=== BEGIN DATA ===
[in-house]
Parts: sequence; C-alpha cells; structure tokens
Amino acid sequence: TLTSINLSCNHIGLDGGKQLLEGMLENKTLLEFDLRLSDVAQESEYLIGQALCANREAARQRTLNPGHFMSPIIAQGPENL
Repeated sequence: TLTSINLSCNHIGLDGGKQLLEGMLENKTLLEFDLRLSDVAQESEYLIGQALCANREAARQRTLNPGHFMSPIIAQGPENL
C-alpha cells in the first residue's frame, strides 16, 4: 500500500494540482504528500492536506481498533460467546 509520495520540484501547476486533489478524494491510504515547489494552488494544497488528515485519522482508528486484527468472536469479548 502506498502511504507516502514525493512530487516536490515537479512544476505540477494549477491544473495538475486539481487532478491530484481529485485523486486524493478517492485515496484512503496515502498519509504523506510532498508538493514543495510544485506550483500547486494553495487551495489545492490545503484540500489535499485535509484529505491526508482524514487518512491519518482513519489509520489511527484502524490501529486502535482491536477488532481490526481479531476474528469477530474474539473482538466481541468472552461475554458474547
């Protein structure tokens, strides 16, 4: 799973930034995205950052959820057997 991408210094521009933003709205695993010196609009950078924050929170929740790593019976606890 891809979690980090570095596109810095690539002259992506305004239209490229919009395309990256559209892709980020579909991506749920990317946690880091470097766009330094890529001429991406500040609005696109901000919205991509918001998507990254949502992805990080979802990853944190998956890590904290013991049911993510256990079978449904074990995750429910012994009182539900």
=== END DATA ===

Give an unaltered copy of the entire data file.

[in-house]
Parts: sequence; C-alpha cells; structure tokens
Amino acid sequence: TLTSINLSCNHIGLDGGKQLLEGMLENKTLLEFDLRLSDVAQESEYLIGQALCANREAARQRTLNPGHFMSPIIAQGPENL
Repeated sequence: TLTSINLSCNHIGLDGGKQLLEGMLENKTLLEFDLRLSDVAQESEYLIGQALCANREAARQRTLNPGHFMSPIIAQGPENL
C-alpha cells in the first residue's frame, strides 16, 4: 500500500494540482504528500492536506481498533460467546 509520495520540484501547476486533489478524494491510504515547489494552488494544497488528515485519522482508528486484527468472536469479548 502506498502511504507516502514525493512530487516536490515537479512544476505540477494549477491544473495538475486539481487532478491530484481529485485523486486524493478517492485515496484512503496515502498519509504523506510532498508538493514543495510544485506550483500547486494553495487551495489545492490545503484540500489535499485535509484529505491526508482524514487518512491519518482513519489509520489511527484502524490501529486502535482491536477488532481490526481479531476474528469477530474474539473482538466481541468472552461475554458474547
């Protein structure tokens, strides 16, 4: 799973930034995205950052959820057997 991408210094521009933003709205695993010196609009950078924050929170929740790593019976606890 891809979690980090570095596109810095690539002259992506305004239209490229919009395309990256559209892709980020579909991506749920990317946690880091470097766009330094890529001429991406500040609005696109901000919205991509918001998507990254949502992805990080979802990853944190998956890590904290013991049911993510256990079978449904074990995750429910012994009182539900």